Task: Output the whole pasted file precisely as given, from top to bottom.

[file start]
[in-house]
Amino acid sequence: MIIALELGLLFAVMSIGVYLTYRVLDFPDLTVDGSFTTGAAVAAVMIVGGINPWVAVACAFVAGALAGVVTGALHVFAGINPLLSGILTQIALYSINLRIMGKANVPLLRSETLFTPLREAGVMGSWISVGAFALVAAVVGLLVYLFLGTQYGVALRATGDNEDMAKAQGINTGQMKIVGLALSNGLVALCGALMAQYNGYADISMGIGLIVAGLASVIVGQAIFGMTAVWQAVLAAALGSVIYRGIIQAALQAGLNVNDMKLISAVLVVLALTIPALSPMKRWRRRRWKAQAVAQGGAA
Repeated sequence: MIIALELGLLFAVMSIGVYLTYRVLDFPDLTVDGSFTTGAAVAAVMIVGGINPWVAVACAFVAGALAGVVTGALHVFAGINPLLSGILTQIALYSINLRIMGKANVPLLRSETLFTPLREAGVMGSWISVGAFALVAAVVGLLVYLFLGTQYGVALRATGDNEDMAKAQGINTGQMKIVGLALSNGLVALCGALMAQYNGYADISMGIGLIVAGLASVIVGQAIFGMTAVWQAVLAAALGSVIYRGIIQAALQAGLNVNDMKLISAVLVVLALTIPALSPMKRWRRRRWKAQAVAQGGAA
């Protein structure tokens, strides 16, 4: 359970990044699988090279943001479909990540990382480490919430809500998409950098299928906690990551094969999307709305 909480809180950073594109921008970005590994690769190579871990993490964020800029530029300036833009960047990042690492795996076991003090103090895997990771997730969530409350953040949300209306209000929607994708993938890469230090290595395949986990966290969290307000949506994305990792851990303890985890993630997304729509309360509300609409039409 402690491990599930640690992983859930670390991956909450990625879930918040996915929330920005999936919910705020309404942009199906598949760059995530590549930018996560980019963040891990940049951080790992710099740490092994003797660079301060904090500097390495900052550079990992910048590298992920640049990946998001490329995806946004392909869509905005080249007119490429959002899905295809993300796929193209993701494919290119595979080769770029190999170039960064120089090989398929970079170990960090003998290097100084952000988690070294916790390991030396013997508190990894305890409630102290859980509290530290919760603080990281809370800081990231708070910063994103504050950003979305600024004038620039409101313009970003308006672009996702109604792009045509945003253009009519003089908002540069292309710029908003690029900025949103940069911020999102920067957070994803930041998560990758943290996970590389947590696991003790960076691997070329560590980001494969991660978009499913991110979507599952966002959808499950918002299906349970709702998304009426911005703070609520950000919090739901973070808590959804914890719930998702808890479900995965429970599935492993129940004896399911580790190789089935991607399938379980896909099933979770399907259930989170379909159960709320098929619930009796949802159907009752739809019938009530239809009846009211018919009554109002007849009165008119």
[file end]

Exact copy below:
[in-house]
Amino acid sequence: MIIALELGLLFAVMSIGVYLTYRVLDFPDLTVDGSFTTGAAVAAVMIVGGINPWVAVACAFVAGALAGVVTGALHVFAGINPLLSGILTQIALYSINLRIMGKANVPLLRSETLFTPLREAGVMGSWISVGAFALVAAVVGLLVYLFLGTQYGVALRATGDNEDMAKAQGINTGQMKIVGLALSNGLVALCGALMAQYNGYADISMGIGLIVAGLASVIVGQAIFGMTAVWQAVLAAALGSVIYRGIIQAALQAGLNVNDMKLISAVLVVLALTIPALSPMKRWRRRRWKAQAVAQGGAA
Repeated sequence: MIIALELGLLFAVMSIGVYLTYRVLDFPDLTVDGSFTTGAAVAAVMIVGGINPWVAVACAFVAGALAGVVTGALHVFAGINPLLSGILTQIALYSINLRIMGKANVPLLRSETLFTPLREAGVMGSWISVGAFALVAAVVGLLVYLFLGTQYGVALRATGDNEDMAKAQGINTGQMKIVGLALSNGLVALCGALMAQYNGYADISMGIGLIVAGLASVIVGQAIFGMTAVWQAVLAAALGSVIYRGIIQAALQAGLNVNDMKLISAVLVVLALTIPALSPMKRWRRRRWKAQAVAQGGAA
């Protein structure tokens, strides 16, 4: 359970990044699988090279943001479909990540990382480490919430809500998409950098299928906690990551094969999307709305 909480809180950073594109921008970005590994690769190579871990993490964020800029530029300036833009960047990042690492795996076991003090103090895997990771997730969530409350953040949300209306209000929607994708993938890469230090290595395949986990966290969290307000949506994305990792851990303890985890993630997304729509309360509300609409039409 402690491990599930640690992983859930670390991956909450990625879930918040996915929330920005999936919910705020309404942009199906598949760059995530590549930018996560980019963040891990940049951080790992710099740490092994003797660079301060904090500097390495900052550079990992910048590298992920640049990946998001490329995806946004392909869509905005080249007119490429959002899905295809993300796929193209993701494919290119595979080769770029190999170039960064120089090989398929970079170990960090003998290097100084952000988690070294916790390991030396013997508190990894305890409630102290859980509290530290919760603080990281809370800081990231708070910063994103504050950003979305600024004038620039409101313009970003308006672009996702109604792009045509945003253009009519003089908002540069292309710029908003690029900025949103940069911020999102920067957070994803930041998560990758943290996970590389947590696991003790960076691997070329560590980001494969991660978009499913991110979507599952966002959808499950918002299906349970709702998304009426911005703070609520950000919090739901973070808590959804914890719930998702808890479900995965429970599935492993129940004896399911580790190789089935991607399938379980896909099933979770399907259930989170379909159960709320098929619930009796949802159907009752739809019938009530239809009846009211018919009554109002007849009165008119």